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It's all things considered from NPR news. I'm Ari Shapiro and I'm Mary Louise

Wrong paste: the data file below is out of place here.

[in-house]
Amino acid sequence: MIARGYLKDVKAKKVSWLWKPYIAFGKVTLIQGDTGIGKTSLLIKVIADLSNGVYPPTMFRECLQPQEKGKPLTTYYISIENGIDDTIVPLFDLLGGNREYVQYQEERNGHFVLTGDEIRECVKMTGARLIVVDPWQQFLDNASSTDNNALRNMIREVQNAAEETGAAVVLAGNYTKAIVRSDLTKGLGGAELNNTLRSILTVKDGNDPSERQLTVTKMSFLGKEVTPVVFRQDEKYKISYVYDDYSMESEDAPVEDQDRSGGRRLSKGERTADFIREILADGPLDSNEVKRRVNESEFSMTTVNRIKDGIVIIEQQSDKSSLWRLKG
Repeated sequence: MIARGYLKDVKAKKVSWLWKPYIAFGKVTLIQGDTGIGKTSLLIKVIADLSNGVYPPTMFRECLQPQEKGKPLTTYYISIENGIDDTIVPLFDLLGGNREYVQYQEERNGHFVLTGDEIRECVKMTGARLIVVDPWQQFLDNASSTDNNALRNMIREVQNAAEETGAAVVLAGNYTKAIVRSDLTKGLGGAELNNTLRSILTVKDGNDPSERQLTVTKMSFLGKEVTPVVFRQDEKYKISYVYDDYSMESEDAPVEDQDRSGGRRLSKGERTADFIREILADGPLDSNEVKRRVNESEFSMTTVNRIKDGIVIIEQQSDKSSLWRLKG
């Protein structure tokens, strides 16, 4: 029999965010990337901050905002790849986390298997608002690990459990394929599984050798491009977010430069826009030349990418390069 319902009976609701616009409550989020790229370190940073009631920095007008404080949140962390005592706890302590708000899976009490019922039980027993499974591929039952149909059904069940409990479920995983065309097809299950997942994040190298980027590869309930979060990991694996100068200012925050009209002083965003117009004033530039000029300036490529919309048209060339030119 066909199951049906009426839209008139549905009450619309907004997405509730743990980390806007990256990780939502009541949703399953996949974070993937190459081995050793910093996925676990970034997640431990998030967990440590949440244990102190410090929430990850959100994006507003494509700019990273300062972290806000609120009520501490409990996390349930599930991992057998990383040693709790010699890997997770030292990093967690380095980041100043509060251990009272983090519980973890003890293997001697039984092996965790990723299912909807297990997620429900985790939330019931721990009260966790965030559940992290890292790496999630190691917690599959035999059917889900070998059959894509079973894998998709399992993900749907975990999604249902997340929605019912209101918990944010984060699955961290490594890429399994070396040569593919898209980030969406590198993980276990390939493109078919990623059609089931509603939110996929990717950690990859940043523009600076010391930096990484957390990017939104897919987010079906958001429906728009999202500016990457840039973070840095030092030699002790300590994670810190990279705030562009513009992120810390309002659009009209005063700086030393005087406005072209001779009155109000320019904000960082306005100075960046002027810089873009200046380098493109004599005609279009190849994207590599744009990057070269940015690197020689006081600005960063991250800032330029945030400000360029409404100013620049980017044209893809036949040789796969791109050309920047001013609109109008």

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A major victory Today, The U. S. Supreme Court effectively killed constitutional provision in 38 states that bar taxpayer aid to parochial schools. The vote was 5 to 4 with Chief Justice John Roberts writing the decision for the court's conservative justices, NPR Legal affairs correspondent Nina Totenberg reports. The court's decision is the latest in a Siri's of recent rulings that have lowered the traditional wall separating church and state and requiring government entities to treat religious and non religious institutions. Maury equally At issue in Today's case was a decision by the Montana Supreme Court that struck down a tax subsidy for both religious and nonreligious private schools. The Montana court said the subsidy violated a state constitutional provision banning any state aid to religious schools, whether direct or indirect, But writing for the U. S Supreme Court majority today, chief Justice Roberts said the state court had it backwards. A state need not subsidised private education, but once it decides to do so it cannot disqualify. Some private schools because they are religious, he said. Thus the subsidy enacted by the state Legislature for all private school students must stand. Experts on both sides of the issue, agreed that the practical effect of today's decision is to neuter state constitutional provision in most states that until now have to one degree or another. Hard state aid to religious schools. Francisco no grown counsel for the National School Boards Association characterized the status of these state constitutional provision. Now this way, I think near death would be a good way of describing them. Dick Comer is senior attorney for the Institute for Justice, which brought today's case on behalf of several parents. With Children in religious schools in Montana, the legal impediments to effective school choice programs. Are now removed and it's upto the Legislature's now to move forward. Publicly funded voucher and tax credit programs currently provide aid to private schools in 26 states, according to John Schilling, president of one of the country's leading school choice programs. The American Federation for Children. Well, we would like to see is state policymakers really step up to the plate here? On expand school choice programs onto enacted in the 24 states that don't have these programs. Until now. These aid programs mainly benefiting private religious schools have accounted for a relatively small amount 2.6 billion in aid, according to shilling. But school choice advocates, including the Trump administration's Education secretary, Betsy DeVos. I've pushed hard to increase the funding for what DeVos calls faith based

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